Emerald Ash Borer Found In Juniata County, Quarantine Expanded
Emerald Ash Borer beetles have been found in Milford Township, Juniata County, bringing to 11 the number of Pennsylvania counties where the ash tree-destroying pest has been identified, acting Agriculture Secretary Russell Redding said this week.
In response to this latest discovery, Redding said a state-imposed quarantine is being expanded to include Juniata County. He reminded residents and visitors to use only locally harvested firewood, burn all of the firewood on-site, and not carry it to new locations.
"Thanks to the diligent work of our entomologists and staff in locating the infested areas, we are able to act quickly to establish these quarantines and work to slow the spread of the beetle," said Acting Secretary Redding. "The department also continues to work with loggers and lumber mills to limit the movement of potentially infested ash."
The Juniata County infestation was discovered along Route 333 near the Mifflin County border when department entomologists noticed extensive tree damage due to woodpeckers.
Woodpecker injury is a key indicator that trees may be infected with Emerald Ash Borer as the birds injure the trees while attempting to eat the beetle larvae.
State and federal Emerald Ash Borer quarantines restrict the movement from the quarantine area of ash nursery stock, green lumber and any other ash material, including logs, stumps, roots and branches, and all wood chips.
Due to the difficulty in distinguishing between species of hardwood firewood, all hardwood firewood and wood chips—including ash, oak, maple and hickory—are considered quarantined.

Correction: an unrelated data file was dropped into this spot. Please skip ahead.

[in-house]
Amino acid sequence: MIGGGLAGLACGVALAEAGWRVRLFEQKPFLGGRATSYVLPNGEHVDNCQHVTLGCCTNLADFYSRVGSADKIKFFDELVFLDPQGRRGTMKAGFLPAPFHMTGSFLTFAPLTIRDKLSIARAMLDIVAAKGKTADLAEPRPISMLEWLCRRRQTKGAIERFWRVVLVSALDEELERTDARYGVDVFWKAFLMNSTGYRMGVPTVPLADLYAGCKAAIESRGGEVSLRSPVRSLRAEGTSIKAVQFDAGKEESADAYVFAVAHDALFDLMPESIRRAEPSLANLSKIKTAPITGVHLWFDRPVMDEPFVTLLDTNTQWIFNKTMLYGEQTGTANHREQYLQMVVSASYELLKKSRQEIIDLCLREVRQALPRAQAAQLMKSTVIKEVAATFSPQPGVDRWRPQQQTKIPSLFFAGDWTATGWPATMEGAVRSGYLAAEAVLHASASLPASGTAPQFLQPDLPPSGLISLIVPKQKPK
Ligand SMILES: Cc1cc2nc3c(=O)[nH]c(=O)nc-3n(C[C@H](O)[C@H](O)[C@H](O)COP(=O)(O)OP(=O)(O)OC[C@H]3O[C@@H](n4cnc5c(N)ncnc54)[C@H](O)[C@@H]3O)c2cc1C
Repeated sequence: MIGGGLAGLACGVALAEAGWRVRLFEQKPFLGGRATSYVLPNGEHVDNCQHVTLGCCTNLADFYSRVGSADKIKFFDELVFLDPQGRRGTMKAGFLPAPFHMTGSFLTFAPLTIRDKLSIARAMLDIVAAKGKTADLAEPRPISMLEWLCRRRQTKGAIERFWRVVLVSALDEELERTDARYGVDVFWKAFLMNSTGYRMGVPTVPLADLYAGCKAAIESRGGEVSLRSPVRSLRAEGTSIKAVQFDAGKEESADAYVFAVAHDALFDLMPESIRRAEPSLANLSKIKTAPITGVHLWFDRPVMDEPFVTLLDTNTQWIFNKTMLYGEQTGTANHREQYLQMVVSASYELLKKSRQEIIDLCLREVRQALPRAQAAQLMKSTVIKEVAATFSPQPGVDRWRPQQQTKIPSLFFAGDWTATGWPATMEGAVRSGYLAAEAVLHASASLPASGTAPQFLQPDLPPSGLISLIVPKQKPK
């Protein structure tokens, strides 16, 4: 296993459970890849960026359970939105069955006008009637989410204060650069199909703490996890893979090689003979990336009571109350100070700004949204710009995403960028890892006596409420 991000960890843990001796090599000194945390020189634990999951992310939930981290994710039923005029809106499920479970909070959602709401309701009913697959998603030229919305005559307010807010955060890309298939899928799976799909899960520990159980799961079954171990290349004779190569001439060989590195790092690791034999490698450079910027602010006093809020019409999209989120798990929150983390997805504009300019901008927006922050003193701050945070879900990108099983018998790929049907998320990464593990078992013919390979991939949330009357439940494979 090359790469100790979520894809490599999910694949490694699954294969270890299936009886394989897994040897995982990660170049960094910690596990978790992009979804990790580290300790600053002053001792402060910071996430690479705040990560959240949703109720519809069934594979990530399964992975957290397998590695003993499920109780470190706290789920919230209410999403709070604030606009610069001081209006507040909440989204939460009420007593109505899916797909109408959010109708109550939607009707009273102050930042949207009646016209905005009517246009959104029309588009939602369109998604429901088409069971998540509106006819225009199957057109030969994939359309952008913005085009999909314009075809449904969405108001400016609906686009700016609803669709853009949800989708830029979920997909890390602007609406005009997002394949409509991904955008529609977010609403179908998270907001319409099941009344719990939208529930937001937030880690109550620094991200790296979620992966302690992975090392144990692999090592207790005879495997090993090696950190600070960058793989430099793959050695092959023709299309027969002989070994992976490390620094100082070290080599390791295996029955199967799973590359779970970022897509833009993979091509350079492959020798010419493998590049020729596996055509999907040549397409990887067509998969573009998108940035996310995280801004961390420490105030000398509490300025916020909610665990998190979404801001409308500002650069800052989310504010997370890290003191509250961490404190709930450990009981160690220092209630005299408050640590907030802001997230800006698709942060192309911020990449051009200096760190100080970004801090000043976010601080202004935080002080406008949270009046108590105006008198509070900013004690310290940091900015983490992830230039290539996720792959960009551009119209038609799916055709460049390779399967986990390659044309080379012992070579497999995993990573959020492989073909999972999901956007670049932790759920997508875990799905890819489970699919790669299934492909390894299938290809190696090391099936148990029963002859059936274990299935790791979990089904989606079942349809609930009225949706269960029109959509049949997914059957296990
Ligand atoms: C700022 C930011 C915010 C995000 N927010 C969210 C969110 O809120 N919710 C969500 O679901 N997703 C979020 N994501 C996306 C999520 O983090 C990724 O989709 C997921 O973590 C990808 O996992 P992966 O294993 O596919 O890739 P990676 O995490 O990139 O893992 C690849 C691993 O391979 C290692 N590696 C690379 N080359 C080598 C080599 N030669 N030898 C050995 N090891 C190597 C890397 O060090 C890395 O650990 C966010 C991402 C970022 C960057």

The invasive beetle was first detected in Pennsylvania in the summer of 2007 in Butler County, and subsequently was found in Allegheny, Armstrong, Beaver, Indiana, Lawrence, Mercer, Mifflin, Washington and Westmoreland counties.
Emerald Ash Borer is a wood-boring beetle native to China and eastern Asia. The pest likely arrived in North America hidden in wood packing materials commonly used to ship consumer and other goods. It was first detected in July 2002 in southeastern Michigan and neighboring Windsor, Ontario, Canada. In addition to Pennsylvania, the beetle is attacking ash trees in Illinois, Indiana, Kentucky, Maryland, Michigan, Minnesota, Missouri, New York, Ohio, Virginia, West Virginia and Wisconsin, and is responsible for the death and decline of more than 40 million trees.
Typically, the beetles will kill an ash tree within three years of the initial infestation. Adults are dark green, one-half inch in length and one-eighth inch wide, and fly only from early May until September. Larvae spend the rest of the year beneath the bark of ash trees. When they emerge as adults, they leave D-shaped holes in the bark about one-eighth inch wide.
There is no known practical control for this wood-boring pest other than destroying infested trees.
People who suspect they have seen Emerald Ash Borer should call the department's toll-free pest hotline at 1-866-253-7189. For more information about the quarantine, contact Walt Blosser at 717-772-5205, and for more information about Emerald Ash Borer, contact Sven-Erik Spichiger at 717-772-5229.
The national survey is being conducted in cooperation with U.S. Department of Agriculture's Animal and Plant Health Inspection Service, the United States Forest Service and the Department of Conservation and Natural Resources Bureau of Forestry.
For more information, visit the Emerald Ash Borer webpage.
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